The Australian Energy Council (AEC) says rules announced by Victorian Labor to block direct marketing practices for energy retailers such as door-knocking have occurred without industry consultation or objective cost-benefit analysis.
“Heavy-handed rules aimed at protecting Victorian consumers instead scapegoat energy retailers and do not address consumer concerns about rising energy bills,” the council said in a statement.
The AEC’s chief executive Sarah McNamara said door-to-door selling is not exclusively used in the energy market, and governments need to be sure any changes are in the public interest.
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“Banning smaller energy retailers from reaching new customers will only entrench concentration at the top end of the retail market,” Ms McNamara said.
“Smaller retailers may go out of business, and we will lose Victorian jobs to other states that foster competitive practices instead of stifling them.
“The industry is always open to a discussion with governments about how best to market to consumers.
“But these measures, introduced without any assessment of the impact on Victorian consumers or businesses, are draconian and bring unintended consequences.”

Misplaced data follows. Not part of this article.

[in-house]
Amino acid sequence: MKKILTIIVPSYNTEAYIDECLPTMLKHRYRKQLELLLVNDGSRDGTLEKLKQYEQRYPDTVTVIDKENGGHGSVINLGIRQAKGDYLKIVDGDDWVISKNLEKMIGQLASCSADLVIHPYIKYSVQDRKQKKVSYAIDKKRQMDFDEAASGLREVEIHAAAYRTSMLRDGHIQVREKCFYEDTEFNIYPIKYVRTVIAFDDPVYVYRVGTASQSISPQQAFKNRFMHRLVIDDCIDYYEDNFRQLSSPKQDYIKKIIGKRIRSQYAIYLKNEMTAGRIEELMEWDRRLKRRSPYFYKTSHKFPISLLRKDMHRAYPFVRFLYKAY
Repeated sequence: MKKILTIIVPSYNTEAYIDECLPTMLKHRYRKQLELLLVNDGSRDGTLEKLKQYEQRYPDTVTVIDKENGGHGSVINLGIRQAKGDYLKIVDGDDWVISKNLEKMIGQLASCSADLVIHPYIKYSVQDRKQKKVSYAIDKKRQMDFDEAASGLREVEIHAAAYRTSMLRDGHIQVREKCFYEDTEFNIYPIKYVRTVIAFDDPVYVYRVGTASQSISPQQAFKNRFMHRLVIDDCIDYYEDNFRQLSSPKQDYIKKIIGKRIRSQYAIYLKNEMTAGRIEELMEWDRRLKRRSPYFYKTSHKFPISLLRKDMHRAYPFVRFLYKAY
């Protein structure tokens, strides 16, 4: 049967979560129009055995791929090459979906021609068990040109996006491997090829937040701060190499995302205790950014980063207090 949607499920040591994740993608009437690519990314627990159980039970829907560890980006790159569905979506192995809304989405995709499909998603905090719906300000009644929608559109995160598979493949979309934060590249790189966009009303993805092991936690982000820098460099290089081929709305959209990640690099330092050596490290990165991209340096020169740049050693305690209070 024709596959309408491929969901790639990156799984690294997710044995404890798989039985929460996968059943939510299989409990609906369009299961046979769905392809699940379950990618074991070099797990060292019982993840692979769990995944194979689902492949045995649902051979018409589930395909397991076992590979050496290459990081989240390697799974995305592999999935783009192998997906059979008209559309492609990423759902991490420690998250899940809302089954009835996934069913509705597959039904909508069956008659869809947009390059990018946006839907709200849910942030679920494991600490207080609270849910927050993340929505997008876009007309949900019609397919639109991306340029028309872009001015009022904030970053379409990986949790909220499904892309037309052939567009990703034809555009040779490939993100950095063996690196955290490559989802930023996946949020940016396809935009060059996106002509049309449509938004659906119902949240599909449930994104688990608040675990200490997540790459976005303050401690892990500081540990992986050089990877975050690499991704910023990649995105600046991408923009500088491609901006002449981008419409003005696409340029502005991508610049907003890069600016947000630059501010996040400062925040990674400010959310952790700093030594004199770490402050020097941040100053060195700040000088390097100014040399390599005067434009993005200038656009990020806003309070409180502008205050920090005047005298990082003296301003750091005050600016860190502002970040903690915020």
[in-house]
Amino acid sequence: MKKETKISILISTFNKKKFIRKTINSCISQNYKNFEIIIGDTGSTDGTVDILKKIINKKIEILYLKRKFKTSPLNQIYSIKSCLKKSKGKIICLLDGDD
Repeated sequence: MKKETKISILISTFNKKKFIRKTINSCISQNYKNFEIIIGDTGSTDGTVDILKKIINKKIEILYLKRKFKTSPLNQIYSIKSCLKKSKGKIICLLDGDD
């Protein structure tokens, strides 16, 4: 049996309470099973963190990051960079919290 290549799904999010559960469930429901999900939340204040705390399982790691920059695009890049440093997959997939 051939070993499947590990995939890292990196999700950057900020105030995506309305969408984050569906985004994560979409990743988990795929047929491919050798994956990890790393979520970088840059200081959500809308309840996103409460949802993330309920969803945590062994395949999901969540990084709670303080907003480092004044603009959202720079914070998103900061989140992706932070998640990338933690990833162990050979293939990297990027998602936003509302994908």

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The AEC fears the measures, if implemented, will:
- not capture solar providers, who regularly sell deals to consumers via unsolicited door knocking and telemarketing. Their practices will continue unchanged;
- put in place fines for wrongful disconnection that are grossly disproportionate and mean that one breach could put a small retailer out of business; and
- restrict retailers from back-billing even in circumstances where they have been delayed by a failure of networks to provide them with the necessary data to do so.
“… retail costs have been high in Victoria because there are cost pressures on all parts of the supply chain,” Ms McNamara said.
“Constraining the energy industry from communicating cheap deals to Victorians makes no sense.
“Victorian energy consumers deserve policy announcements backed by evidence so that we can be confident that there is an actual benefit to consumers.”
The Victorian Government has been contacted for comment.